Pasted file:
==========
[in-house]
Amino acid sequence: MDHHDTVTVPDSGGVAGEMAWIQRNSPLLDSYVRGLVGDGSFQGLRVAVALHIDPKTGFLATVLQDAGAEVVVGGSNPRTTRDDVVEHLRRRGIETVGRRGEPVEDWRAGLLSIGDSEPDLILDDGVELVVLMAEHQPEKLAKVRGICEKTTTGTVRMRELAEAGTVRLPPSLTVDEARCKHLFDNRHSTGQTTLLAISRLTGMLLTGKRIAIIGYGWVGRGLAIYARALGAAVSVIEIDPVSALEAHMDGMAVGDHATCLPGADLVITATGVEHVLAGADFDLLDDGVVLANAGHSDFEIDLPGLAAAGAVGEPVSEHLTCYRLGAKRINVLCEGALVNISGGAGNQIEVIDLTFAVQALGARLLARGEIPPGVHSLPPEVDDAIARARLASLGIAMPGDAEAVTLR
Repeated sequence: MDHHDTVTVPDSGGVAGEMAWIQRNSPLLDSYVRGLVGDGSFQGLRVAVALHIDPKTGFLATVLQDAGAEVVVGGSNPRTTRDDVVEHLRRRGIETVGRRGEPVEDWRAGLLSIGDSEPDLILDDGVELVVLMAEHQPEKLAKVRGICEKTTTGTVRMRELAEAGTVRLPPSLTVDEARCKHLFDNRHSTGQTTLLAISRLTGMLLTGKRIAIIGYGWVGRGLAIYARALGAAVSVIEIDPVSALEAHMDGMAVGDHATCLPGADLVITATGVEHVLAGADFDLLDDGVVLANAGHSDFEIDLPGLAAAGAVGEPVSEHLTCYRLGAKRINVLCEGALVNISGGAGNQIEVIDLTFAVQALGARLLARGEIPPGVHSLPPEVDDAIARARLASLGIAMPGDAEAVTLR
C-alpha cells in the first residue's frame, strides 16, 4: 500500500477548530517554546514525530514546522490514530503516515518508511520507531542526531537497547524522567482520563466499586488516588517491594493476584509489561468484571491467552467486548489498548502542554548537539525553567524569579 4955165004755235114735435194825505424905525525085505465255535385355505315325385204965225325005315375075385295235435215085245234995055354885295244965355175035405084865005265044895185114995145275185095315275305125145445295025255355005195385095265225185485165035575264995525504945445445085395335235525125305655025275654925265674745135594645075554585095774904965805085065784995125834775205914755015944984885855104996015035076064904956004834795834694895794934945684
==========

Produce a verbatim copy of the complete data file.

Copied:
[in-house]
Amino acid sequence: MDHHDTVTVPDSGGVAGEMAWIQRNSPLLDSYVRGLVGDGSFQGLRVAVALHIDPKTGFLATVLQDAGAEVVVGGSNPRTTRDDVVEHLRRRGIETVGRRGEPVEDWRAGLLSIGDSEPDLILDDGVELVVLMAEHQPEKLAKVRGICEKTTTGTVRMRELAEAGTVRLPPSLTVDEARCKHLFDNRHSTGQTTLLAISRLTGMLLTGKRIAIIGYGWVGRGLAIYARALGAAVSVIEIDPVSALEAHMDGMAVGDHATCLPGADLVITATGVEHVLAGADFDLLDDGVVLANAGHSDFEIDLPGLAAAGAVGEPVSEHLTCYRLGAKRINVLCEGALVNISGGAGNQIEVIDLTFAVQALGARLLARGEIPPGVHSLPPEVDDAIARARLASLGIAMPGDAEAVTLR
Repeated sequence: MDHHDTVTVPDSGGVAGEMAWIQRNSPLLDSYVRGLVGDGSFQGLRVAVALHIDPKTGFLATVLQDAGAEVVVGGSNPRTTRDDVVEHLRRRGIETVGRRGEPVEDWRAGLLSIGDSEPDLILDDGVELVVLMAEHQPEKLAKVRGICEKTTTGTVRMRELAEAGTVRLPPSLTVDEARCKHLFDNRHSTGQTTLLAISRLTGMLLTGKRIAIIGYGWVGRGLAIYARALGAAVSVIEIDPVSALEAHMDGMAVGDHATCLPGADLVITATGVEHVLAGADFDLLDDGVVLANAGHSDFEIDLPGLAAAGAVGEPVSEHLTCYRLGAKRINVLCEGALVNISGGAGNQIEVIDLTFAVQALGARLLARGEIPPGVHSLPPEVDDAIARARLASLGIAMPGDAEAVTLR
C-alpha cells in the first residue's frame, strides 16, 4: 500500500477548530517554546514525530514546522490514530503516515518508511520507531542526531537497547524522567482520563466499586488516588517491594493476584509489561468484571491467552467486548489498548502542554548537539525553567524569579 4955165004755235114735435194825505424905525525085505465255535385355505315325385204965225325005315375075385295235435215085245234995055354885295244965355175035405084865005265044895185114995145275185095315275305125145445295025255355005195385095265225185485165035575264995525504945445445085395335235525125305655025275654925265674745135594645075554585095774904965805085065784995125834775205914755015944984885855104996015035076064904956004834795834694895794934945684